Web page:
God’s Great Gift of HumorFaithHub
Delight yourself in the Lord, and he will give you the desires of your heart. – Psalm 37:4
The Irish are known for their wit and the ability to tell a great story. It is an art that has been practiced for centuries, from the times when oral tradition was the main means for passing on knowledge and wisdom. Humor is a uniquely human gift. It is the art of seeing something “in between the lines,” the gift of surprise that can only be expressed with laughter.
Humor is at its best when it reveals something healthy, something that unmasks a hidden truth. In its best forms, it produces a release of tension and a recognition of mutual understandings. With this in mind, let me share a little Irish humor with you.
“Father Murphy walks into a pub in Donegal, and asks the first man he meets, ‘Do you want to go to heaven?’
The man said, ‘I do, Father.’
The priest said, ‘Then stand over there against the wall.’
Then the priest asked the second man, ‘Do you want to go to heaven?’
‘Certainly, Father.’ the man replied.
‘Then stand over there against the wall,’ said the priest.
Then Father Murphy walked up to O’Toole and asked, ‘Do you want to go to heaven?’
O’Toole said, ‘No, I don’t Father.’
The priest said, ‘I don’t believe this. You mean to tell me that when you die you don’t want to go to heaven?’
O’Toole said, ‘Oh, when I die, yes. I thought you were getting a group together to go right now.'”
Now, that’s funny on its surface, but it is revealing a deeper truth too, doesn’t it. O’Toole is living under the same assumption that many of us do. He thinks that death is not near, that it’s threat is still a long ways off and he can continue to live as he has, putting off the worry to put his life in order until that still distant day draws near. He is us, isn’t he. He hasn’t yet understood that death can come at any time, any moment, and we must be prepared for it at ALL TIMES.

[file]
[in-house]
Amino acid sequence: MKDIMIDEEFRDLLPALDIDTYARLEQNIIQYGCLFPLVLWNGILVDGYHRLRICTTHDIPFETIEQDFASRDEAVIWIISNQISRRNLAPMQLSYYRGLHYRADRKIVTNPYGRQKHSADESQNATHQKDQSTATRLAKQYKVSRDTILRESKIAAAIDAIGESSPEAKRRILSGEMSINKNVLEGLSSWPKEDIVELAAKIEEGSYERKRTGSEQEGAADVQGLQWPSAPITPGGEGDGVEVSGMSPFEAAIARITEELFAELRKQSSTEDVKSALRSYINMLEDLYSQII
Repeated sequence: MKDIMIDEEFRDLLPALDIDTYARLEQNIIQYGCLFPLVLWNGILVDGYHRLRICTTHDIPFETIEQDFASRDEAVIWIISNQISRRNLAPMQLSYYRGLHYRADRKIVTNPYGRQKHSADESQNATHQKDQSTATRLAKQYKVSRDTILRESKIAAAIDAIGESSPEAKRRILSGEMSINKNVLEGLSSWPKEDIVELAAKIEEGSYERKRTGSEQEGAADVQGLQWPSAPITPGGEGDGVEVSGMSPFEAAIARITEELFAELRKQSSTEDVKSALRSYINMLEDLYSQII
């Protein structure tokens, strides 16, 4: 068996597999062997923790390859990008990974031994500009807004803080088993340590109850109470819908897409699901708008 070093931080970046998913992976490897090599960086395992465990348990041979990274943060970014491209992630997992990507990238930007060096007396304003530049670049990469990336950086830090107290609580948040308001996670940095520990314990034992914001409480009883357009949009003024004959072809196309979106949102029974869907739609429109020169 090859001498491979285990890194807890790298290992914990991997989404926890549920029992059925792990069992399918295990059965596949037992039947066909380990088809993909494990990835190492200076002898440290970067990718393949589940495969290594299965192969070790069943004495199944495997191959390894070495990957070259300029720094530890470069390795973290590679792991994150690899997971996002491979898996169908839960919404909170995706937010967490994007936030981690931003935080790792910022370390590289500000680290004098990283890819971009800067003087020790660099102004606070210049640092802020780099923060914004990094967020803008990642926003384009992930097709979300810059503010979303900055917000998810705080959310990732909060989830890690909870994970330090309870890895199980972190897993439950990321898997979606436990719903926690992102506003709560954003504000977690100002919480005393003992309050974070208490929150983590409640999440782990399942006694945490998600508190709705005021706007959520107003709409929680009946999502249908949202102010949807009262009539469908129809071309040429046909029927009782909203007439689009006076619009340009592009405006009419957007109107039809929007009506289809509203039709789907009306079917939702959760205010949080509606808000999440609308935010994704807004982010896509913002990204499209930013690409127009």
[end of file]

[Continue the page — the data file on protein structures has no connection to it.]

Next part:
Our lives have a God-given meaning that is unique, yet universal as well. Paul tells us in his First Letter to the Corinthians that we all are given gifts by the Spirit. Some are given the gift of wisdom, others of knowledge. Some are given deep faith and others the gift of healing. Still others are given the gift of tongues, or the interpretation of tongues. All of these come from the same Spirit and are given for purposes beyond the individual. All of these gifts are given not just for the individual’s well-being, but to be used in service of others, in service of the moral good. (1 Corinthians 12:4-11)
This little joke above, gives us a moment of healthy laughter, but it also give us an opportunity to think about something very important to the health of our eternal souls. How prepared are we for the inevitable reality of death? Do we want to go to heaven? Are we living in accord with the gifts we have been given? Do we give thanks to God for these gifts by using them as tools to improve our own lives? Do we use them for the good of others in service to God?
We answer those questions most honestly if we see that we often fall short. By keeping our eyes on God, and on the ultimate meaning of our existence, i.e. to know, to love, and to serve Him in this world, so that we can live with Him forever in the next, we will be true to ourselves, and to our unique God-given gifts. If we honor our gifts by using them in service of the good, unlike O’Toole in the joke above, we will be ready at all times to go to heaven.